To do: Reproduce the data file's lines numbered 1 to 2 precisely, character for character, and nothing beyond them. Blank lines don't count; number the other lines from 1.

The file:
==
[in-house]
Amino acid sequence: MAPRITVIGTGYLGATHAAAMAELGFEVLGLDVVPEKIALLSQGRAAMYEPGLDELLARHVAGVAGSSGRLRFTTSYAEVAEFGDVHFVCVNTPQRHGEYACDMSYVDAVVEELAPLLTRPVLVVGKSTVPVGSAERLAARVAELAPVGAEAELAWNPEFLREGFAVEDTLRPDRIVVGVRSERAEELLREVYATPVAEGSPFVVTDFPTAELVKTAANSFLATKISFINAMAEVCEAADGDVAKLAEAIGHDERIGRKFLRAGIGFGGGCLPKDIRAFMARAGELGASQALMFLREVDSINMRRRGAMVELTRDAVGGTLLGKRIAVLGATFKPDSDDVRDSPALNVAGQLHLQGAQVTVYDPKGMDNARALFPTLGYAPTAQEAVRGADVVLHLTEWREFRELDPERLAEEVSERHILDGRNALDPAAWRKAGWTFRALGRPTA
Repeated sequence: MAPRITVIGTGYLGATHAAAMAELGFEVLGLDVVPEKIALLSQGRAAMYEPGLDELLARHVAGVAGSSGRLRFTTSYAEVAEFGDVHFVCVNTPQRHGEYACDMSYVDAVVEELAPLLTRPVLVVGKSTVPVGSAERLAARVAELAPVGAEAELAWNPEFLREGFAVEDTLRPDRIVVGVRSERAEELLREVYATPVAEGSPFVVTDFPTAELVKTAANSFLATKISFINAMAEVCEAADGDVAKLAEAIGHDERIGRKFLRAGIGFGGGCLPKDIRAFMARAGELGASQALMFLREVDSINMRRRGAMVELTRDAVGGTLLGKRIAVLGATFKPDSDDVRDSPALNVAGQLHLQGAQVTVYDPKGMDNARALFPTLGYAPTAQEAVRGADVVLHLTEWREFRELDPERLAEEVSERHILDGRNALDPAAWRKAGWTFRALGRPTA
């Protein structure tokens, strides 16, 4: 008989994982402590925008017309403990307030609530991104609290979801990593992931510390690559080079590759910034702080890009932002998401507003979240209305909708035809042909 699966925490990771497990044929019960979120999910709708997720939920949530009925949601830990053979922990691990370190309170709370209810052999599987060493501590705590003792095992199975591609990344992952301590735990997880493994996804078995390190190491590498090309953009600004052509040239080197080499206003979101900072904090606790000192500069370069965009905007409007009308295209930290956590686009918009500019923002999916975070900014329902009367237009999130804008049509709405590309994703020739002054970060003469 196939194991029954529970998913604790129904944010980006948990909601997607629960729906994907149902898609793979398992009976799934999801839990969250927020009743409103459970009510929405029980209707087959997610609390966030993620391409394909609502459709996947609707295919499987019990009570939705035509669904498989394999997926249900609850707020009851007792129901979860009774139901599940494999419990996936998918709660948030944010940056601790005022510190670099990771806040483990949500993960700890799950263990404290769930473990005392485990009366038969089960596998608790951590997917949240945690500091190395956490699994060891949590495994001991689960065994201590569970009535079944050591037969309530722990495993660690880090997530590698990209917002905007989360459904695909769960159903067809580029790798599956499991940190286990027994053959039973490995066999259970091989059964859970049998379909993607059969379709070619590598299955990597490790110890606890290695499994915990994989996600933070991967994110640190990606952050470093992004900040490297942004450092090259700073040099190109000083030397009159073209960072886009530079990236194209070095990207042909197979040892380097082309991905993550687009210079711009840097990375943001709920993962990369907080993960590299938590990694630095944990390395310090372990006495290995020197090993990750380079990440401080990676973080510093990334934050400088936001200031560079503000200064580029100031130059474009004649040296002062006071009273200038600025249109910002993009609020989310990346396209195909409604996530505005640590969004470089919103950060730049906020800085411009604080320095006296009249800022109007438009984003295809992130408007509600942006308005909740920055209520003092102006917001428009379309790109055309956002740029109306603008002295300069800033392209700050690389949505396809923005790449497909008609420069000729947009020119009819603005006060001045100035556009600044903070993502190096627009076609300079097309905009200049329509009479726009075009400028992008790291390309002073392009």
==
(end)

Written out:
[in-house]
Amino acid sequence: MAPRITVIGTGYLGATHAAAMAELGFEVLGLDVVPEKIALLSQGRAAMYEPGLDELLARHVAGVAGSSGRLRFTTSYAEVAEFGDVHFVCVNTPQRHGEYACDMSYVDAVVEELAPLLTRPVLVVGKSTVPVGSAERLAARVAELAPVGAEAELAWNPEFLREGFAVEDTLRPDRIVVGVRSERAEELLREVYATPVAEGSPFVVTDFPTAELVKTAANSFLATKISFINAMAEVCEAADGDVAKLAEAIGHDERIGRKFLRAGIGFGGGCLPKDIRAFMARAGELGASQALMFLREVDSINMRRRGAMVELTRDAVGGTLLGKRIAVLGATFKPDSDDVRDSPALNVAGQLHLQGAQVTVYDPKGMDNARALFPTLGYAPTAQEAVRGADVVLHLTEWREFRELDPERLAEEVSERHILDGRNALDPAAWRKAGWTFRALGRPTA